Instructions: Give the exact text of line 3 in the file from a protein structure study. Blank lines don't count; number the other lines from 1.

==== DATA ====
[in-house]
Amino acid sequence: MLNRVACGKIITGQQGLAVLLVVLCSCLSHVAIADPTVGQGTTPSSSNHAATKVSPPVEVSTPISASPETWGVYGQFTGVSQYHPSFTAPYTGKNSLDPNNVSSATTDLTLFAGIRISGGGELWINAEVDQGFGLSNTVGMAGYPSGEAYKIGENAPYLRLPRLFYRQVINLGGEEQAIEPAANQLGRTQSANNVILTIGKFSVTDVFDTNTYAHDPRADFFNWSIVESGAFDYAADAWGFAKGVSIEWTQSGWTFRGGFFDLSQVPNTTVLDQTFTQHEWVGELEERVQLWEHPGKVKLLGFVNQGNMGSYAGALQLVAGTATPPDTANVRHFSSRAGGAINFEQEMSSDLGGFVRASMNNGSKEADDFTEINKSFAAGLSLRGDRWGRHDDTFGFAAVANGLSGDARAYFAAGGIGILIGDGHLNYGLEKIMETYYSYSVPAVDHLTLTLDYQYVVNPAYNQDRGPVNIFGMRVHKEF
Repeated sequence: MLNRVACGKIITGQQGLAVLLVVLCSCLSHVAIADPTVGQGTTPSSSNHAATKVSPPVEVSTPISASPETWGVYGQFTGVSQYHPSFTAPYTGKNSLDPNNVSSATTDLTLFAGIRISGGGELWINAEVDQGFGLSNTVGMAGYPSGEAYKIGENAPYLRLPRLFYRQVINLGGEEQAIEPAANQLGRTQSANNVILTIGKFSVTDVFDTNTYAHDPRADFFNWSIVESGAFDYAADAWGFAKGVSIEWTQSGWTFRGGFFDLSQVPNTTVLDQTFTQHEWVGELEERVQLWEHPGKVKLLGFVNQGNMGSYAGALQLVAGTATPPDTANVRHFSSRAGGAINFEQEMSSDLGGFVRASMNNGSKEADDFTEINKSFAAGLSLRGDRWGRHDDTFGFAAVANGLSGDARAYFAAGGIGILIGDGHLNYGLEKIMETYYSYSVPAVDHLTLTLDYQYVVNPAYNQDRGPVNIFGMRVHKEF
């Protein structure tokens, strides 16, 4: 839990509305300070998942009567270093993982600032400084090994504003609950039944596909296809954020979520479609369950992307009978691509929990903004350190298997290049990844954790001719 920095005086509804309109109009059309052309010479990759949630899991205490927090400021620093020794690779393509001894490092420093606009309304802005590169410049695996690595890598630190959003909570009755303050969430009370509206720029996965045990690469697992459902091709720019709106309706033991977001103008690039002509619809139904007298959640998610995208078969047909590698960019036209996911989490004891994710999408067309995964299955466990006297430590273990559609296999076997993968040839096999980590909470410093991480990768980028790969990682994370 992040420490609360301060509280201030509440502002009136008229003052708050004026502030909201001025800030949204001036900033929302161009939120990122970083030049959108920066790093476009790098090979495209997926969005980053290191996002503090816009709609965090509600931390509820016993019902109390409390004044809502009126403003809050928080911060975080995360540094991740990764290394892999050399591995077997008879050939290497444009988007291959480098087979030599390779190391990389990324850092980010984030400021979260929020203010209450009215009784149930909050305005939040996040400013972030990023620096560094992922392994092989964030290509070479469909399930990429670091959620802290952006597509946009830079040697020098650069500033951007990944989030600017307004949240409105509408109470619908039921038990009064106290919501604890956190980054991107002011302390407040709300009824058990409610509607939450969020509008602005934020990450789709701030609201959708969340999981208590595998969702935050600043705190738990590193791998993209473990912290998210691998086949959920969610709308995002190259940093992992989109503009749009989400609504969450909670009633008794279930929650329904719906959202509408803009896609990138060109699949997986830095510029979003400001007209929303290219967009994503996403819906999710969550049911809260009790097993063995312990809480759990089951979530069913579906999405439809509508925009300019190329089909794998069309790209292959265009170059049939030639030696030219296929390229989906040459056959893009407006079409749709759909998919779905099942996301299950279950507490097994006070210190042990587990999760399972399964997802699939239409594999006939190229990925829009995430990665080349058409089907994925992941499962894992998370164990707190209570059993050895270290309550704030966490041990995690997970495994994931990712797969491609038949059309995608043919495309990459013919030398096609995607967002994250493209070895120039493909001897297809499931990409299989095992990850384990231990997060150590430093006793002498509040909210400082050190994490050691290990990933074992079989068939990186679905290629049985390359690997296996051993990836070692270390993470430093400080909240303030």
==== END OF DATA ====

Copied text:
Repeated sequence: MLNRVACGKIITGQQGLAVLLVVLCSCLSHVAIADPTVGQGTTPSSSNHAATKVSPPVEVSTPISASPETWGVYGQFTGVSQYHPSFTAPYTGKNSLDPNNVSSATTDLTLFAGIRISGGGELWINAEVDQGFGLSNTVGMAGYPSGEAYKIGENAPYLRLPRLFYRQVINLGGEEQAIEPAANQLGRTQSANNVILTIGKFSVTDVFDTNTYAHDPRADFFNWSIVESGAFDYAADAWGFAKGVSIEWTQSGWTFRGGFFDLSQVPNTTVLDQTFTQHEWVGELEERVQLWEHPGKVKLLGFVNQGNMGSYAGALQLVAGTATPPDTANVRHFSSRAGGAINFEQEMSSDLGGFVRASMNNGSKEADDFTEINKSFAAGLSLRGDRWGRHDDTFGFAAVANGLSGDARAYFAAGGIGILIGDGHLNYGLEKIMETYYSYSVPAVDHLTLTLDYQYVVNPAYNQDRGPVNIFGMRVHKEF